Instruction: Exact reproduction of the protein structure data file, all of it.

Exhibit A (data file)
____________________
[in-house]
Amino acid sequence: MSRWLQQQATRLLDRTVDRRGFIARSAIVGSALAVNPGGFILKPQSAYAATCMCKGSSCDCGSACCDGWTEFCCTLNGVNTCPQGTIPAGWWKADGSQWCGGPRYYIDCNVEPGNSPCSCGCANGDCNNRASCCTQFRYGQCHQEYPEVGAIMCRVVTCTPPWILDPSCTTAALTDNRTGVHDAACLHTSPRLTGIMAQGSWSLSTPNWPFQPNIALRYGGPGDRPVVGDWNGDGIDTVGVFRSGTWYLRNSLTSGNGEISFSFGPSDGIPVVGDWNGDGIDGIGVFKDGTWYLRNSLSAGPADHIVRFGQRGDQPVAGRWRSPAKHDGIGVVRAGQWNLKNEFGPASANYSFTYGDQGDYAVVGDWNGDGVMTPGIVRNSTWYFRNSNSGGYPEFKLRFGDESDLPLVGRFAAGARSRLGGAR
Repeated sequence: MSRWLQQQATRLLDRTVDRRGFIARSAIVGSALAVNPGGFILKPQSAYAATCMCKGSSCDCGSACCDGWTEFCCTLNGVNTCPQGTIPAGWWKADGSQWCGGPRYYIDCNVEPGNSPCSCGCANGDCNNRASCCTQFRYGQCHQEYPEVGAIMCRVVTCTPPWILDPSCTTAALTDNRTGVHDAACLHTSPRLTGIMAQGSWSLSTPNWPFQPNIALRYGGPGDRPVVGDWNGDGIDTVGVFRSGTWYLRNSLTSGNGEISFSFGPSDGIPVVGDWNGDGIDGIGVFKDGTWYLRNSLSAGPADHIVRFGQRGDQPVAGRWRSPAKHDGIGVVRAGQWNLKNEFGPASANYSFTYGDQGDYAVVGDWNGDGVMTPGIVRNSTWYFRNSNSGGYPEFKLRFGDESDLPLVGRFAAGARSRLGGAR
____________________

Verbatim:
[in-house]
Amino acid sequence: MSRWLQQQATRLLDRTVDRRGFIARSAIVGSALAVNPGGFILKPQSAYAATCMCKGSSCDCGSACCDGWTEFCCTLNGVNTCPQGTIPAGWWKADGSQWCGGPRYYIDCNVEPGNSPCSCGCANGDCNNRASCCTQFRYGQCHQEYPEVGAIMCRVVTCTPPWILDPSCTTAALTDNRTGVHDAACLHTSPRLTGIMAQGSWSLSTPNWPFQPNIALRYGGPGDRPVVGDWNGDGIDTVGVFRSGTWYLRNSLTSGNGEISFSFGPSDGIPVVGDWNGDGIDGIGVFKDGTWYLRNSLSAGPADHIVRFGQRGDQPVAGRWRSPAKHDGIGVVRAGQWNLKNEFGPASANYSFTYGDQGDYAVVGDWNGDGVMTPGIVRNSTWYFRNSNSGGYPEFKLRFGDESDLPLVGRFAAGARSRLGGAR
Repeated sequence: MSRWLQQQATRLLDRTVDRRGFIARSAIVGSALAVNPGGFILKPQSAYAATCMCKGSSCDCGSACCDGWTEFCCTLNGVNTCPQGTIPAGWWKADGSQWCGGPRYYIDCNVEPGNSPCSCGCANGDCNNRASCCTQFRYGQCHQEYPEVGAIMCRVVTCTPPWILDPSCTTAALTDNRTGVHDAACLHTSPRLTGIMAQGSWSLSTPNWPFQPNIALRYGGPGDRPVVGDWNGDGIDTVGVFRSGTWYLRNSLTSGNGEISFSFGPSDGIPVVGDWNGDGIDGIGVFKDGTWYLRNSLSAGPADHIVRFGQRGDQPVAGRWRSPAKHDGIGVVRAGQWNLKNEFGPASANYSFTYGDQGDYAVVGDWNGDGVMTPGIVRNSTWYFRNSNSGGYPEFKLRFGDESDLPLVGRFAAGARSRLGGAR